The Last Day of February

Yesterday we had a miraculously warm day; 65 degrees—unheard of in February! I took advantage of it and walked around the pond. A lot of the ice has melted, leaving a few slabs to sink slowly out of sight. The ducks were back, chattering and bickering (no doubt about how cold their feet were in the icy water!), paddling around in the open water.

Overhead, six black birds dive-bombed a huge hawk out of their area, squawking as one for it to move on. The intruder finally got the message and took off, and the black birds settled into the tree branches, boasting about their triumph.

Of course, this early in the season, the turtles and frogs are still sleeping soundly in the mud. They won’t surface until their internal clocks go off, letting them know that the water and air is warm. The herons will come back to stake out their favorite fishing spots, and, later on in the summer, perhaps the swans will return in all their fluffy white glory.

There were two red-winged blackbirds swaying on the reeds, scoping out real estate for this spring’s nests. At this time, they are placid but still wary. Once spring and nesting time is in full throttle, the males will be very aggressive in keeping everyone and everything away from their nests. But for now, they merely eyed me as I walked by.

Even now the pussy willows are budding out in their silvery-gray glory. The branches look as though they are filled with tiny gray kittens resting on the limbs. The sun is bright, and even now there is a shift in the air; a faint scent of spring to come.

Each time a new season rolls around, it is breath-taking. We’ve seen it happen over and over again, and yet it never gets old. Every season brings its own special gifts with it. While winter is ending, spring is beginning. Oh, you can’t see it quite yet, but it is coming along.

When, in the last day of February, I see even one red-winged blackbird in the reeds, I know that spring is on the way. All creatures of water, ground and sky know it. And if we are wise enough to stop; listen, catch the scents on the wind, see the subtle changes, watch the creatures, we will know this as well.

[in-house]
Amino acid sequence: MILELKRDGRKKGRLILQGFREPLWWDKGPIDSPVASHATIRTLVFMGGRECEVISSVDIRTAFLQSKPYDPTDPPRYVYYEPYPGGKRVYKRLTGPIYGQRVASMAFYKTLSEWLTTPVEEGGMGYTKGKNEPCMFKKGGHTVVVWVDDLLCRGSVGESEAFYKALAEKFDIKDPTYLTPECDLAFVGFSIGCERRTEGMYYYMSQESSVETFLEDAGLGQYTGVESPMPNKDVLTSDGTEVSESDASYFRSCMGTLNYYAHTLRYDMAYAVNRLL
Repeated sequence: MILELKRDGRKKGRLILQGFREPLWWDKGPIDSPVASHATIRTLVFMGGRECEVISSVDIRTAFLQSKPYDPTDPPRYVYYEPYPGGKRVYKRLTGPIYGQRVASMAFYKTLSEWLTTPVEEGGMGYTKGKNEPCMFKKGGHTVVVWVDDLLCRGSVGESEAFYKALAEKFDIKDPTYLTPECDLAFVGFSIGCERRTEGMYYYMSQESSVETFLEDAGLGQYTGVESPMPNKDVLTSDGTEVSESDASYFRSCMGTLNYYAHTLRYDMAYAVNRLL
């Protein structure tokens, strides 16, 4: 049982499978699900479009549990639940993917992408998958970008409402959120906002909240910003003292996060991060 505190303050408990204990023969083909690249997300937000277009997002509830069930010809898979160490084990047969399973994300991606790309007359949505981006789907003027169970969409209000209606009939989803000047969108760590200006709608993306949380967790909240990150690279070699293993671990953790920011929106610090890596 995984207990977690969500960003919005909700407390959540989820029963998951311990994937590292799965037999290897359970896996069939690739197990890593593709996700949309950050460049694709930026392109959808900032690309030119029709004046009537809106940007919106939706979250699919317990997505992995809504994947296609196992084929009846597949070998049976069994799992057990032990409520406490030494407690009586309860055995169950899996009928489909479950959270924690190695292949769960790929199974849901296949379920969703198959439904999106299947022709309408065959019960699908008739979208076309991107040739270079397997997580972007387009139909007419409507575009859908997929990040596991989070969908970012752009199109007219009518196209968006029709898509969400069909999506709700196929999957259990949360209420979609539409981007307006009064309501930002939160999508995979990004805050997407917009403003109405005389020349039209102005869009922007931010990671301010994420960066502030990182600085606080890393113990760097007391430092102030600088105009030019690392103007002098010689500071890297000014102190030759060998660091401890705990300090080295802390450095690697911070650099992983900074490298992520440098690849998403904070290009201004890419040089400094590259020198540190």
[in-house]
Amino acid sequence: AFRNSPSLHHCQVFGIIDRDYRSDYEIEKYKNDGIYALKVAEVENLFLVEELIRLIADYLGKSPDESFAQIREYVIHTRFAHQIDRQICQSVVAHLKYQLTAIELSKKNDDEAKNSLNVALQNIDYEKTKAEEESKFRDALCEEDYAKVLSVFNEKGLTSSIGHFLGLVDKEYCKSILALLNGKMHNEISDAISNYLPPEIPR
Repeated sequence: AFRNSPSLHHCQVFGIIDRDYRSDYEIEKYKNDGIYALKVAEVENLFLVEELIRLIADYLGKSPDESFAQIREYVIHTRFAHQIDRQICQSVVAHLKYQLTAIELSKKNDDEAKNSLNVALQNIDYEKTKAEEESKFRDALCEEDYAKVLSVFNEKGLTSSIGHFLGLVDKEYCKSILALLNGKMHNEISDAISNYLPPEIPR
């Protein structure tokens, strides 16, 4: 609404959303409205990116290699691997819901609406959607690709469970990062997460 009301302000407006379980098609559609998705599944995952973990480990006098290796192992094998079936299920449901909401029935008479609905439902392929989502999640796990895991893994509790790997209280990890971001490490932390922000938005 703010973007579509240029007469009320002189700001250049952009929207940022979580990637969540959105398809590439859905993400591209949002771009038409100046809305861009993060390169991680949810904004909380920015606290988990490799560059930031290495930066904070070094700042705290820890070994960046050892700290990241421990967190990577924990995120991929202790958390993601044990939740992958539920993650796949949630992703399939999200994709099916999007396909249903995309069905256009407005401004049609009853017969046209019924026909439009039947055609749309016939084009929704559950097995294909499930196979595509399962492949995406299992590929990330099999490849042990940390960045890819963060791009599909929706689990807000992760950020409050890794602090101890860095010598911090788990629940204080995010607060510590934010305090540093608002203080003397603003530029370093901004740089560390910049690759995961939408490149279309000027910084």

Samuel’s Star, Part 2

Note: This is Part 2 of the one-act play I wrote years ago for a Christmas pageant. 


Joshua: “You’ll have to excuse my wife, Abigail. Yes, we had a son, Samuel, our only child. We lost him last year.”

NARRATOR: “I’m sorry,” Joseph said, his kind face sad.

Joshua: “He was 14 years old, and so full of life! The stories I could tell you….he was fishing with his friends, and he cut his foot on a shell. By the time he came home, his foot was red and swollen. Abigail knows how to use herbs for healing, and she did everything she could for him. She never slept for the three days it took for him to die.”

“I know that she still blames herself because she couldn’t save him. But something strange happened the night he died. I’ve never told anyone this, not even Abigail. She had gone to get more water, and I was holding Samuel, singing a little song he liked.”

“Suddenly, he sat up straight in my arms, looked at a spot over my head, and said ‘Father!’ I looked myself, and there was nothing there. His face lit up with joy—and then he was gone. I wish I knew—-”

NARRATOR: Suddenly there was a sharp cry from outside, and Joseph started. “It’s Mary! I must go!” But Joshua held his arm.

Joshua: “Wait—take Mary into our stable. It’s clean and the animals have been fed and will be quiet. I’d be glad to have you stay there.”

NARRATOR:  Joseph thanked him and ran out. Joshua knew that his stable was well-kept and snug, and would at least be shelter from the wind. He remembered well the night Samuel was born. When he picked up his new son from a peaceful and smiling Abigail, he felt as though he held the world in his arms. That sweet warm baby scent, the silky golden-brown fluff of hair already curling into ringlets, and the eyes the color of seawater that seemed to take in everything.

Joshua’s eyes filled with tears, but his grief was mingled with joy at the thought of Joseph and Mary, about to experience all this for themselves. Abigail walked in, and Joshua told her about the coming baby, and where the little family was staying.

Abigail: “Well I hope charged them for it.”

Joshua: “Abigail, it’s their first child. The girl is so young; she needs someone like you to help her. Please, will you help?”

NARRATOR: At this point, Joseph ran in, shouting for Joshua. “The baby’s coming—I need help!”

Joshua looked pleadingly at Abigail. She glared at him, and then at Joseph.

Abigail: “You—go back to the stable. I’ll be there in a minute.”

Joshua: “Thank you for doing this. I know that this is hard for you, but I know you can help.”

NARRATOR: Joshua saw her face work as she bent to pick up the soft bag in which she carried her healing herbs. He put his arms around her and whispered in her ear.

Joshua: “Abby, my heart, my life—it was Samuel’s time to leave this earth. You could have done nothing to stop it, and you have to stop blaming yourself. But this little one about to be born; you can help him.”